Re:The third bullet in the article (1)

Dachannien (617929) | more than 10 years ago | (#9125366)

Watercraft. [ncdcr.gov]

Re:The third bullet in the article (2, Insightful)

southpolesammy (150094) | more than 10 years ago | (#9125410)

Actually, there's a serious implication here that could set a bad precedent. In essence, Blagojevich is considering double taxation, where in this case, the original sale of the product is taxed and then if the product is resold, it's taxed again.

This is not a good thing if this resolution passes due to the cascade effect this may have on other "resellable" items.

Re:The third bullet in the article (1)

vondo (303621) | more than 10 years ago | (#9125436)

The bad precedent (if you consider it one) is already set. When you buy a used car, even from a private party, you have to pay the sales tax (usually when you license the car).

Talk of "double taxation" is bogus; all money is taxed many, many times as it makes its way around the economy. Tax policy should be about "fair," not buzzwords. In my opinion, if you have the disposable income to buy a boat, used or not, you should pay tax.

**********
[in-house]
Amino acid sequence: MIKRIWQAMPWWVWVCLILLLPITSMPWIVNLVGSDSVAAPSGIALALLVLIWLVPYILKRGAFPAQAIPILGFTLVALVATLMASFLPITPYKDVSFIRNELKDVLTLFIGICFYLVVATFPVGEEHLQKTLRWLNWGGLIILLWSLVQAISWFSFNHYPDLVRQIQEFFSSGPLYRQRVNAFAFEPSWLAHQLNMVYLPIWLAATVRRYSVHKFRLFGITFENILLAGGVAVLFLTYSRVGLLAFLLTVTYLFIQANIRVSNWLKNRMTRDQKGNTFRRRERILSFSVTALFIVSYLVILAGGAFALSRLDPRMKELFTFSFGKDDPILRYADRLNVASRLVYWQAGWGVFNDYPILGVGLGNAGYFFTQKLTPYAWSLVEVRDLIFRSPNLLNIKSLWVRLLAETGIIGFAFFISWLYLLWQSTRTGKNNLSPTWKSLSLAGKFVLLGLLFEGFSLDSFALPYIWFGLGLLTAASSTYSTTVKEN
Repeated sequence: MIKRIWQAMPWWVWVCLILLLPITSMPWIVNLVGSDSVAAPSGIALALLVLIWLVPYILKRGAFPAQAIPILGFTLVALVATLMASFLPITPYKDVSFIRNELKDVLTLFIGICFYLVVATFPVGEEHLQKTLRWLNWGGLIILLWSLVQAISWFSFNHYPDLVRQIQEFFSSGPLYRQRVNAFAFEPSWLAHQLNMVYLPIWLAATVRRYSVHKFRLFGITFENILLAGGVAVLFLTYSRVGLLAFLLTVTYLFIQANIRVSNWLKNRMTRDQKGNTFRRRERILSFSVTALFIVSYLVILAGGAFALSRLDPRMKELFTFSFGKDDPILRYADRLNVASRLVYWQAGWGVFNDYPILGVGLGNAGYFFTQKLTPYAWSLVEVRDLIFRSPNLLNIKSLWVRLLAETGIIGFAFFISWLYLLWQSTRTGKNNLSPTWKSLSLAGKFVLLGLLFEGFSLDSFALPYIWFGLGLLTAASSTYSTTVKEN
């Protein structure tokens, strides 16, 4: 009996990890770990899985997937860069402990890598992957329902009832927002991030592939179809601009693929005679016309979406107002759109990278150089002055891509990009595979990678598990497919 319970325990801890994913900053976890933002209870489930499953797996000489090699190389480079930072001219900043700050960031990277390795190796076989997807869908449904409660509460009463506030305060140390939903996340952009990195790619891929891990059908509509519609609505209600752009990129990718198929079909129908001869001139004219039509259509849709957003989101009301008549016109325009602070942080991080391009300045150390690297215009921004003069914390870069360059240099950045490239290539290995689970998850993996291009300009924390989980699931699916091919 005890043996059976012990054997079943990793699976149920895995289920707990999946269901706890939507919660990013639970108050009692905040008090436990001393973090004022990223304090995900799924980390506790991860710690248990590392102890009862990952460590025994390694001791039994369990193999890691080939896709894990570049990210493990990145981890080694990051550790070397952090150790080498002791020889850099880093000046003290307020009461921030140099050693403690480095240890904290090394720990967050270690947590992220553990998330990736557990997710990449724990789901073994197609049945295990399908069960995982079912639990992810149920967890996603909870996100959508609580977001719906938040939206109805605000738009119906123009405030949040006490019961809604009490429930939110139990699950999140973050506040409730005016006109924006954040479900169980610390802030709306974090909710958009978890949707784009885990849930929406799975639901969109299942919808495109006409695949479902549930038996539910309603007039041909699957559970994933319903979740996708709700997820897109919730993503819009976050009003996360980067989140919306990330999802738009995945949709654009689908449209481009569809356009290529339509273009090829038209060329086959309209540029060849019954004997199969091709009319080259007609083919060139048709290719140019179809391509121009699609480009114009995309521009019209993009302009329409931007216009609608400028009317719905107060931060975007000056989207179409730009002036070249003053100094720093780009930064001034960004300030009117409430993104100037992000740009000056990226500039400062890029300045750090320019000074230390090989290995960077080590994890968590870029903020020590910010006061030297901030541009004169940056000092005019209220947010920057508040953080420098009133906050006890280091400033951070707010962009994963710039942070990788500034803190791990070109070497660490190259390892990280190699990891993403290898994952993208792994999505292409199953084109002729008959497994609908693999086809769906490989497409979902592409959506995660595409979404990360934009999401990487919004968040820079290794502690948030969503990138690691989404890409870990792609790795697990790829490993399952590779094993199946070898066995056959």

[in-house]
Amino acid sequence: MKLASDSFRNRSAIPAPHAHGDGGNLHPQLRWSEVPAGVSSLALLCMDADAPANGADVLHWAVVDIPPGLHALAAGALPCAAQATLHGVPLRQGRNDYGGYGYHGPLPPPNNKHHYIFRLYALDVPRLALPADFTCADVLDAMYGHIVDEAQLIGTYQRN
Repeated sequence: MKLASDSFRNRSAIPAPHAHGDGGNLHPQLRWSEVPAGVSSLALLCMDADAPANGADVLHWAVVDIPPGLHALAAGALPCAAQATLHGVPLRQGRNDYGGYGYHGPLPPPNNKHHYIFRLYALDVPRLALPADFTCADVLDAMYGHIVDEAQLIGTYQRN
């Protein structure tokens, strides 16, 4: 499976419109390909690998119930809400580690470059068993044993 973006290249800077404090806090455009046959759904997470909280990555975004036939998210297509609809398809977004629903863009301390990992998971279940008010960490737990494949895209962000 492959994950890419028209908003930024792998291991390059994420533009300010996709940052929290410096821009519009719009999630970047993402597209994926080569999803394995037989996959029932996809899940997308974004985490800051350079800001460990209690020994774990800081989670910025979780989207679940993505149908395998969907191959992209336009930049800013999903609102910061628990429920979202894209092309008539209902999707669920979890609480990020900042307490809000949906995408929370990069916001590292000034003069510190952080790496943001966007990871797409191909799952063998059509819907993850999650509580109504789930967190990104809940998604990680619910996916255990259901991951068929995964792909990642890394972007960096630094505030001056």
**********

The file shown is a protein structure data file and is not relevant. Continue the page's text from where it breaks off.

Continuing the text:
Oh joy (5, Insightful)

JosKarith (757063) | more than 10 years ago | (#9125301)

Yay! Just what the world needs, more archane, archaic taxation systems that mean that you have to employ people just so you can be sure that the government is taking the right amount of money from you.
And if you pay too much - forget it, you'll never see that money again. If you pay too little, they'll take you to court and add huge fines.
You can't win, you can't break even, and you can't even quit the damn game.

Re:Oh joy (1)

mmaddox (155681) | more than 10 years ago | (#9125313)

Thank you, Jos. You took the words right outta my mouth.

Re:Oh joy (2, Insightful)

Lumpy (12016) | more than 10 years ago | (#9125388)

no it simply will start to erode the Chicago Tech and business areanas..

Businesses espically BIG businesses have no problem uprooting and and relocating to save money. Illinois is just trying to figure out how to get rid of those pesky businesses that pleague their cities.

This is a proposal drafted by someone that has no clue.

Re:Oh joy (1)